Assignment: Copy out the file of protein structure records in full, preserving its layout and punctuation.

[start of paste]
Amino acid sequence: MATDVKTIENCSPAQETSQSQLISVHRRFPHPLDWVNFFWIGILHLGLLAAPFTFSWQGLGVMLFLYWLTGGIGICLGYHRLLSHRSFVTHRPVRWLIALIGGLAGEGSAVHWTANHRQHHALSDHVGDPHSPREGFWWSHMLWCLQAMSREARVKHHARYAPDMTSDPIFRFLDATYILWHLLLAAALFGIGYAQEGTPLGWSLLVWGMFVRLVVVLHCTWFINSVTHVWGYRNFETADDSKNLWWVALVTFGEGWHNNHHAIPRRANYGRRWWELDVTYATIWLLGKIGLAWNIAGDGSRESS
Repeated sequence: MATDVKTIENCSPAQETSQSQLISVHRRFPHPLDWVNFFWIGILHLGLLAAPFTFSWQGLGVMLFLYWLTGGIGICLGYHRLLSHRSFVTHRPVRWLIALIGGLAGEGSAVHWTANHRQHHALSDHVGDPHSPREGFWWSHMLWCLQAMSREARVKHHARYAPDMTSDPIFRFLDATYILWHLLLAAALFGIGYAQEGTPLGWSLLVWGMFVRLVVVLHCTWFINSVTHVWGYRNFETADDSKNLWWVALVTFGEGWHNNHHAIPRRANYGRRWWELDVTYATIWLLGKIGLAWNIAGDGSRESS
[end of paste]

Amino acid sequence: MATDVKTIENCSPAQETSQSQLISVHRRFPHPLDWVNFFWIGILHLGLLAAPFTFSWQGLGVMLFLYWLTGGIGICLGYHRLLSHRSFVTHRPVRWLIALIGGLAGEGSAVHWTANHRQHHALSDHVGDPHSPREGFWWSHMLWCLQAMSREARVKHHARYAPDMTSDPIFRFLDATYILWHLLLAAALFGIGYAQEGTPLGWSLLVWGMFVRLVVVLHCTWFINSVTHVWGYRNFETADDSKNLWWVALVTFGEGWHNNHHAIPRRANYGRRWWELDVTYATIWLLGKIGLAWNIAGDGSRESS
Repeated sequence: MATDVKTIENCSPAQETSQSQLISVHRRFPHPLDWVNFFWIGILHLGLLAAPFTFSWQGLGVMLFLYWLTGGIGICLGYHRLLSHRSFVTHRPVRWLIALIGGLAGEGSAVHWTANHRQHHALSDHVGDPHSPREGFWWSHMLWCLQAMSREARVKHHARYAPDMTSDPIFRFLDATYILWHLLLAAALFGIGYAQEGTPLGWSLLVWGMFVRLVVVLHCTWFINSVTHVWGYRNFETADDSKNLWWVALVTFGEGWHNNHHAIPRRANYGRRWWELDVTYATIWLLGKIGLAWNIAGDGSRESS